HD/SDR Performance TL;DR: 1080p HD doesn’t equate to visual compromise on this big screen. LG’s 10-bit OLED panel does a sublime job upscaling HD to 4K, while extreme contrast and color vibrancy keep things pretty.
Like the rest of the 7-Series OLEDs, the screen is certified Ultra HD premium, but that doesn’t tell the whole story: It’s both HDR10 and Dolby Vision compatible, with HLG broadcast support ready to go when content appears.
There’s also Technicolour HDR in the wings, which will manifest itself as a viewing preset with a firmware update at some point. LG also employs its own Active HDR technology, although exactly what this contributes isn’t entirely clear.
Fine detail and HDR dynamics are equally impressive … if you set the screen up right. To ensure absolute fidelity, ensure that the Just Scan setting is On rather than set to Auto in the Aspect ratio menu. Otherwise you could well encounter patterning over minuscule detail.
Image presets are comprised of Standard, Eco, Cinema, Sports, Game, HDR Effect, Vivid and ISF Bright room/Dark room modes. Standard is the best choice for everyday viewing in rooms with moderate ambient light. The set automatically upgrades presets for HDR content.
Speaking of, HDR highlights are pleasingly bright. The screen tone maps content mastered at 1000 nits with barely any black level crushing.
We measured peak luminance, with a 5 per cent window, at 735 cd/m2 (aka nits) on the Standard image preset. This is considerably brighter than 2016 LG OLEDs and close to our sweet spot for dynamic, non-fatiguing viewing. A Full field of SDR white, for comparison, was measured at 138 cd/m2.
What does that all mean? Basically, the color space is wide, aided by relatively high peak brightness. This all adds up to some wonderful Ultra HD imagery.
The Netflix original Okja (4K Dolby Vision) is ripe with visual pleasures for this LG to exploit. For example, the detail held in the titular super-pig’s eyes, revealed in close up as his young keep whispers in his ear, is eerily realistic. The texture and nuance in the character’s hide is also remarkable.
The Dolby Vision HDR approach to Marvel’s Jessica Jones (Netflix) is rather more subtle, using street lights and sunlight to give a naturalistic look to this superhero drama. For the best results, keep Dynamic Contrast on Low and set Super Resolution Low or Medium.
4K/HDR Performance TL;DR: With punchy multi-flavored HDR, sumptuous fine detail and vibrant, wide color, the G7 OLED is a cracking UHD performer.
Sonically, the G7 OLED is a bit of a maestro. The integrated soundbar is fulsome and goes fittingly loud. Rather confusingly, LG describes it as a 4.2 channel system, although it never sounds anything other than stereophonic – the wall of sound it produces is the equal of most standalone low-to-midrange soundbars.
Intriguingly, there’s an integrated Dolby Atmos decoder onboard the G7, for use with sources that deliver Atmos in a Dolby Digital Plus container.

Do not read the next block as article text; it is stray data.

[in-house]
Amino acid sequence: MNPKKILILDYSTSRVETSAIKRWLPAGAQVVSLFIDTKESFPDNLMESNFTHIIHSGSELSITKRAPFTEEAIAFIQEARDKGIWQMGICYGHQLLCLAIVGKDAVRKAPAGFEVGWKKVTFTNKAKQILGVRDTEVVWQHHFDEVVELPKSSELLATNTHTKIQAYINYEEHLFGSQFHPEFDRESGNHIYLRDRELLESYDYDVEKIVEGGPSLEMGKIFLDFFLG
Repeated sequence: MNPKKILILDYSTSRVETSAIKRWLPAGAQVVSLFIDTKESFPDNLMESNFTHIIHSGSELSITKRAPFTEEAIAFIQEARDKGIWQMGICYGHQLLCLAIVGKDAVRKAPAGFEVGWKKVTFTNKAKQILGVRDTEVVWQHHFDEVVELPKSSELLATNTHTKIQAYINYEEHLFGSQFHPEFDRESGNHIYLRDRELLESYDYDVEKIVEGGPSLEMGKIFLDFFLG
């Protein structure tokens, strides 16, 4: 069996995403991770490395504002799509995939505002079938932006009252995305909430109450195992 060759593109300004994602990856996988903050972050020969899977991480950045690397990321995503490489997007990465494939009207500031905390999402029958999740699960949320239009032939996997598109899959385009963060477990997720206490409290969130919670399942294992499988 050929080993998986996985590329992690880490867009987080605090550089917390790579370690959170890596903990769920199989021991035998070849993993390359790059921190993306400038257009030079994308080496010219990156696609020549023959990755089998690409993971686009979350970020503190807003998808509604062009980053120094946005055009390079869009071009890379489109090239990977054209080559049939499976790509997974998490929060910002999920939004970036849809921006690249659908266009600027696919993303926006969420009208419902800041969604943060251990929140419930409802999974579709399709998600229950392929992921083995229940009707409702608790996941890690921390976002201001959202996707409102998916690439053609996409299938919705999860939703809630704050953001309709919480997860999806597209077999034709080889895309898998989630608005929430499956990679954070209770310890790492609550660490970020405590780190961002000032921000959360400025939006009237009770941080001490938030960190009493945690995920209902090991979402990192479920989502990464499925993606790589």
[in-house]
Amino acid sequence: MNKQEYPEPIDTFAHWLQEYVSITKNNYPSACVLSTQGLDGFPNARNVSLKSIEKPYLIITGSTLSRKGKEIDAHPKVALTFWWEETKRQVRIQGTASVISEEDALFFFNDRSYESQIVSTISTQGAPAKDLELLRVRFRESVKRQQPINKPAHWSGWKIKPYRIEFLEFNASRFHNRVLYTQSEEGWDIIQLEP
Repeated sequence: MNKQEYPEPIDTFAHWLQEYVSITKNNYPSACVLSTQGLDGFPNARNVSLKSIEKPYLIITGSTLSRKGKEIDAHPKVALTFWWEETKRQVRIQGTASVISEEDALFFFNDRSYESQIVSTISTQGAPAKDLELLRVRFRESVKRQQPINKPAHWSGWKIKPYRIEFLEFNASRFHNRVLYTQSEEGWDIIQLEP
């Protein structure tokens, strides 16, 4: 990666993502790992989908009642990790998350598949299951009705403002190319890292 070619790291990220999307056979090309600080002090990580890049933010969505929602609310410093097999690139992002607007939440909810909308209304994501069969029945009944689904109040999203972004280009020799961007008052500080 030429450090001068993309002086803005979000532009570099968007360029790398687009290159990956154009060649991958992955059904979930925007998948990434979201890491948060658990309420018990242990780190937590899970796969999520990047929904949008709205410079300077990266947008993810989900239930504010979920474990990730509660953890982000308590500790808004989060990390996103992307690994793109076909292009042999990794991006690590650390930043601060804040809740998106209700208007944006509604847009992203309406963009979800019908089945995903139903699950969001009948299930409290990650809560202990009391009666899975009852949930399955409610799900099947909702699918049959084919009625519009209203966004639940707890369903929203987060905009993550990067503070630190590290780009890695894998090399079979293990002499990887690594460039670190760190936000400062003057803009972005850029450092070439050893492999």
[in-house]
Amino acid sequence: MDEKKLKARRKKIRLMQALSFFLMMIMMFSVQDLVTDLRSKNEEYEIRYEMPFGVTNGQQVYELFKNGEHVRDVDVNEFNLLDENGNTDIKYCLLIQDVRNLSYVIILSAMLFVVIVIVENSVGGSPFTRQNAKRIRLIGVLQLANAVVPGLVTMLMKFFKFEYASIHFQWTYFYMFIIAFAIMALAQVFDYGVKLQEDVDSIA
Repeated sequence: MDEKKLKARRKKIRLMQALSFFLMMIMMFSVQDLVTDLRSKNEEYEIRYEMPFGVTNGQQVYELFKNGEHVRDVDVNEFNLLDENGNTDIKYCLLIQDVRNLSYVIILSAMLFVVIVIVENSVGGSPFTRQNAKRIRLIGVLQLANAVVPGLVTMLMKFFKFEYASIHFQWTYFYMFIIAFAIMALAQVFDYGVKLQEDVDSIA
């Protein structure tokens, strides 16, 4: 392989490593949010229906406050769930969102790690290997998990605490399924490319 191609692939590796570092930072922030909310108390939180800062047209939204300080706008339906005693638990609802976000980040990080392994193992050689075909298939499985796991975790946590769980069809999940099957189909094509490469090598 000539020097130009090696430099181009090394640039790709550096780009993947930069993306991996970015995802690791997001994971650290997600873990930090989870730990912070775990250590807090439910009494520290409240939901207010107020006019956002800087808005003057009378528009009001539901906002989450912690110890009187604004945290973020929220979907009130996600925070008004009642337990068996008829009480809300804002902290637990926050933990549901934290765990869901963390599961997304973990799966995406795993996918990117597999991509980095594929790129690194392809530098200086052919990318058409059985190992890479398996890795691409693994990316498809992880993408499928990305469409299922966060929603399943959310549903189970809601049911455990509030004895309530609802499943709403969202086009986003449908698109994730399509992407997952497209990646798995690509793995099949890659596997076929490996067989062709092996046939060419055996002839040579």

At the moment that’s limited to a token offering from Netflix. To create anything useful from this, the bitstream needs to be streamed over HDMI ARC into a Dolby Atmos compatible sound system (an AV receiver is the obvious recommendation). Left for the TV to decode and deliver, it sounds no different to any other content, which is basically two-channel.
Sound Quality TL;DR: Thin screens typically warrant a sonic upgrade, but that’s not the case here. The integrated 60W sound system is a cut above the competition, however you'll need to upgrade to an Atmos AV receiver if you want to make the most of the built-in Dolby Atmos decoder.
Other panels to ponder…
There’s a surfeit of top TVs available at the high-end, so this LG faces stiff competition. Its biggest rival is probably the astonishing Sony A1 OLED. This innovative screen uses Acoustic Surface Technology (the screen radiates sound) to give audio a boost, and image quality is sensationally good, notably with uprated SDR content. It’s also Dolby Vision compatible.
LG itself offers several TVs which undercut the G7 on price. If you don’t need the G7’s premium trappings and fancy soundbar, then LG’s B7 OLED and E7 OLED models both offer comparable image quality for a good deal less cash.
Viewing doesn’t get more lux than LG’s G7. Picture quality is undeniably impressive thanks to its pristine black level performance, a vibrant colour palette and effective HDR make for breathtaking viewing. The provision of Dolby Atmos is a bonus, although until Netflix ramps up its Atmos output, it’s of limited use, and you will need an exterior Atmos sound system to take full advantage.
Admittedly, LG’s cheaper OLED variants offer serious competition, as they're built around the same panel and image engine, while Sony’s A1 and Panasonic’s 4KPro TX-65EZ952B both edge ahead in some areas of image fidelity.
With the G7, LG has produced a screen of unique beauty. As a celebration of UHD, this Signature Series set is utterly joyful.